In case of more than half of the victims (56.2%), some action was taken on exposure to burn. Majority of these (84.4%) received allopathic care. Some of the victims sought services of quacks (12.5%). Three persons were admitted in the hospital. Scar was the commonest sequel of burn injury, which was observed in 40.4% of victims. Home remedies were used in isolation or along with medical care in 73.7% of cases. Among these, 30% used possibly useful medications or measures like antiseptic cream (borolin), turmeric, crushed cotrimaxazole and water. Medically unacceptable home remedies were used by 48.4% in the form of coconut oil, ghee, raw potato etc.

Table II: Action taken on exposure to burn

Intervention Number %
Action taken (n=57)
Yes 32 56.2
No 25 43.8
Source of medical care (n=32)
Allopathy 27 84.4
Homeopathy 1 3.1
Quack 4 12.5
Hospitalization (n=57)
Yes 3 5.3
No 54 94.7
No. of days of hospitalization (n=3)
1 2 66.7
> 1 l 33 .3
Resultant disability (n=57)
None 32 56.2
Scar 23 40.4
Sight 1 1.7
Walk 1 1.7
Home remedies used (n=57)
Yes 42 73.7
No 15 26.3
Coconut oil 14 24.6
*Borolin/burnol 13 22.8
Any oil/ghee 9 15.8
Raw potato 5 8.8
Peepal root crushed 3 5.7
Colgate 2 3.5
*Water 2 3.5
*Turmeric 1 1.8
*Crushed Septran 1 1.8
** multiple answers *possibly useful remedies.


The overall prevalence of burn injury in the present study was found to be 14.2%. Females were pre-dominantly affected in all age groups except 0-5 years. These observations were similar to those reported from Zimbabwe5 but in contrast to many of the other studies published earlier2-4. The bimodal distribution of burn injuries with the peak incidence being in children < 5 years and people aged 26- 35 years was observed in the present in study which was in conformity with study carried out by Lari et al4 but there was no significant increase in burn injuries with increasing age. Literacy did not seem to have any influence on occurrence of burn injuries in the present study subjects. Most of the burn injuries in the present study occurred at home. Similar observations have also been made by other researchers3,4. The frequent exposure of females to burn injuries at home could be due to their involvement in cooking and other activities related to care of family members involving heat such as boiling of water, ironing of clothes etc. Burn injuries were received more than once in 28% of the victims in the present study could be due to failure to change their behaviour even after the first exposure. Such observation had been reported also by Redlick in his study at Toronto, Canada3. Like other studies, most commonly affected body part in the present study was upper limb. Among the causative agents responsible for burns in the present study, the hot objects/liquids were the commonest ones. These observations were in agreement with studies carried out elsewhere4.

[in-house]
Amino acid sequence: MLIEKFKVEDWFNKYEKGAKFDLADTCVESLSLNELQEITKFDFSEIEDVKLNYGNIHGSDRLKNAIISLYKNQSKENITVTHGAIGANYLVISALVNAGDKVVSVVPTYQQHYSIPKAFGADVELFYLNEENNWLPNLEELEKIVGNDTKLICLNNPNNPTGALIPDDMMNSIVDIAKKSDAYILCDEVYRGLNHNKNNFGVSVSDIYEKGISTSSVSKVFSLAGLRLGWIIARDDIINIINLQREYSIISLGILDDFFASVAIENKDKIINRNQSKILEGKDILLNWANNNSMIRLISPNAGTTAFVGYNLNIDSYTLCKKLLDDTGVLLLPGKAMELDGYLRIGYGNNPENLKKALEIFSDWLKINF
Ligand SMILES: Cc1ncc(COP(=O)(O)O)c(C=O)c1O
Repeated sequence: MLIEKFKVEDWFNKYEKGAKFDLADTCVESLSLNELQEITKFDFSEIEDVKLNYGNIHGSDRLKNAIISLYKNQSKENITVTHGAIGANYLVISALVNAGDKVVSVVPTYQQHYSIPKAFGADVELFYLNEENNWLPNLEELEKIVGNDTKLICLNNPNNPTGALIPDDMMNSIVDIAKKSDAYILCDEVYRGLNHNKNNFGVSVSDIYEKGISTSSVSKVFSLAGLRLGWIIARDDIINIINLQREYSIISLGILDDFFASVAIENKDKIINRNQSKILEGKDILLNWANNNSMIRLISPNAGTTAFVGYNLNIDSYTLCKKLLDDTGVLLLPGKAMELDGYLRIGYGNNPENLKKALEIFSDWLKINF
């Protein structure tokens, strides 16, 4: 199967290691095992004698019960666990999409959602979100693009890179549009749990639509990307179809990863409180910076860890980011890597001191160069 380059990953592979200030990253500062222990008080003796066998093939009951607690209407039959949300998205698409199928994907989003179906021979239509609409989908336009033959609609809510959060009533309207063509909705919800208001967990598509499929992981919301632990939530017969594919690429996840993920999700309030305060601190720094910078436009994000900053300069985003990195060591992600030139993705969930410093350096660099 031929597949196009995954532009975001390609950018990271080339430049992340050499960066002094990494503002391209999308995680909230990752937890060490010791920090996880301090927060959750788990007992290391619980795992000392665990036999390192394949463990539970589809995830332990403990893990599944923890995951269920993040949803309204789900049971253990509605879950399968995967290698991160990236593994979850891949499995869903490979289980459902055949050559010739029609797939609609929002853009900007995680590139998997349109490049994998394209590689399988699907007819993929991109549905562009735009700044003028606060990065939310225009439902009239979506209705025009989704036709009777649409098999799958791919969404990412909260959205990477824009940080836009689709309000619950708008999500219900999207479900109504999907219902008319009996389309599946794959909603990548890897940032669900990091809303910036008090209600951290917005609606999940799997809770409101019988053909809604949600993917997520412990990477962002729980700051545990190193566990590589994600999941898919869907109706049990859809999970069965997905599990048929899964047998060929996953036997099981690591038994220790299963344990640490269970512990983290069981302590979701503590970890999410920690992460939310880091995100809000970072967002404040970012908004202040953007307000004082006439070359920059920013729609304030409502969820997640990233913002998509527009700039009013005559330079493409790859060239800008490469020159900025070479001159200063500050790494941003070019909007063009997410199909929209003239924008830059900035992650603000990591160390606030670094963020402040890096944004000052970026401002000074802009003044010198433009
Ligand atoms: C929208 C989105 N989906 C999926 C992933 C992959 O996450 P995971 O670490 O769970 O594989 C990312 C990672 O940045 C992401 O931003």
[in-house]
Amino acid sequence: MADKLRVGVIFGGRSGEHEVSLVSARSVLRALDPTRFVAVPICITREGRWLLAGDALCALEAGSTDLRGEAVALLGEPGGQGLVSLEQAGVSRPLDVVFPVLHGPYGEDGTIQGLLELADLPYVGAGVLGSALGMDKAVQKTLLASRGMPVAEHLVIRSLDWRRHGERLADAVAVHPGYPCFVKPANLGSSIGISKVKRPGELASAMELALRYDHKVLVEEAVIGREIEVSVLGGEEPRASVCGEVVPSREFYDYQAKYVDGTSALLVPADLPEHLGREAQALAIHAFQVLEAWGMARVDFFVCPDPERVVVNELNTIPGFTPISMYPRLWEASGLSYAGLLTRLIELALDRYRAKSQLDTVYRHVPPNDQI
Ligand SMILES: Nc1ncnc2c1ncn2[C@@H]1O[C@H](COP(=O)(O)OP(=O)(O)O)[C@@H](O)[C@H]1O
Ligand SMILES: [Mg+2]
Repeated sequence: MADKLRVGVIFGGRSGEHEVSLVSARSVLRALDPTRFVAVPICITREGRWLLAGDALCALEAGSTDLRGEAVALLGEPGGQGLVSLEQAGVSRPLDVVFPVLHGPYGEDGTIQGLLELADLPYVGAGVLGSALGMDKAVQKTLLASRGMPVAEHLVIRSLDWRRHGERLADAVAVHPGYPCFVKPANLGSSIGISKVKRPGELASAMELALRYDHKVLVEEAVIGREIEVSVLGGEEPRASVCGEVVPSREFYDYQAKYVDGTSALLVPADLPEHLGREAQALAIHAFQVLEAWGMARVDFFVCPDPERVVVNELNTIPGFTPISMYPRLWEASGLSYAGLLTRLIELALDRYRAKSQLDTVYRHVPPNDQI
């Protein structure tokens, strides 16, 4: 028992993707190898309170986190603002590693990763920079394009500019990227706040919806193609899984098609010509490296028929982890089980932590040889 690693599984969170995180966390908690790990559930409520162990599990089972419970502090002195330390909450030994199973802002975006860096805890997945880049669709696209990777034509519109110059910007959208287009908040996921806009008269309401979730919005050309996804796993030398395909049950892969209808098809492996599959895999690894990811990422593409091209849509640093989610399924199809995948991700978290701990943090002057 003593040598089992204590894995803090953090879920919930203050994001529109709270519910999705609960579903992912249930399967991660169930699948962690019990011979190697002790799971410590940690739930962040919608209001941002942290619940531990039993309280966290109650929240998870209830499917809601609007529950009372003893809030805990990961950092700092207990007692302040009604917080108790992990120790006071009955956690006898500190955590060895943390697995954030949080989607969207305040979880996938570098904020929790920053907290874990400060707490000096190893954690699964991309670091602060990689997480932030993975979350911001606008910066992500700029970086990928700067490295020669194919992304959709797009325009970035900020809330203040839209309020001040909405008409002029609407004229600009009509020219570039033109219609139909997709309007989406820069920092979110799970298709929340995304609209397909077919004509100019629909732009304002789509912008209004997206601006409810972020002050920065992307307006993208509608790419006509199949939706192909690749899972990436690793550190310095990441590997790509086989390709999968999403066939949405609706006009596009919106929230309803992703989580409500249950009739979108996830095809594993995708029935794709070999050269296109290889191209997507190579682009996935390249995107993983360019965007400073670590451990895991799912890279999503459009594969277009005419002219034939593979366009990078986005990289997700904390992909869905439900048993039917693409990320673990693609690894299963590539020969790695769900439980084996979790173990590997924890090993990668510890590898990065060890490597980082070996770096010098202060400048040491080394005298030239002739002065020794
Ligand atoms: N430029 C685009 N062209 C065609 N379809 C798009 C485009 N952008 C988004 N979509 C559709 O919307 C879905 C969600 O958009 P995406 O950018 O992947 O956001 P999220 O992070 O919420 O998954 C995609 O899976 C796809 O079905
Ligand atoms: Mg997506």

Although majority of victims received treatment from qualified doctors, some of them sought services of quacks too and used undesirable remedies in the form of coconut oil, ghee, toothpaste etc. This is a matter of serious concern and requires intensive health education to avoid such kind of practices. Because these practices not only are undesirable but also may worsen the condition of patient leading to dreadful complications.


  1. Piazza-Waggoner C, Adams CD, Goldfarb IW, Slater H. An assessment of burn prevention knowledge in a high burnrisk environment: restaurants. Journal of Burn Care & Rehabilitation 2002; 23:342-350.
  2. Daisy S, Mostaque AK, Bari S, Khan AR, Karim S, Quamruzzaman Q. Socioeconomic and cultural influence in the causation of burn in the urban children in Bangladesh. Journal of Burn Care & Rehabilitation 2001; 22:269-273.
  3. Redlick F, Cooke A, Gomez M, Banfield J, Cartotto RC, Fish JS. A survey of risk factors for burns in the elderly and prevention strategies: Journal of Burn Care & Rehabilitation 2002; 23:351-356.
  4. Lari AR, Panjeshahin M-R, Tatei A-R, Rossignot AM, Alaghehbandan R. Epidemiology of childhood burn injuries in Fars Province, Iran. Journal of Burn Care & Rehabilitation 2002; 23:39-45.
  5. Mzezewa S, Jonsson K, Aberg M, Salemark L. A prosiective study on the epidemiology of burns in patients admitted to the Harare burn units. Burns 1999; 25:499-504.

Deptt. of Community Medicine, Maulana Azad Medical College, New Delhi.
e-mail: [email protected]
Received: 17.11.2004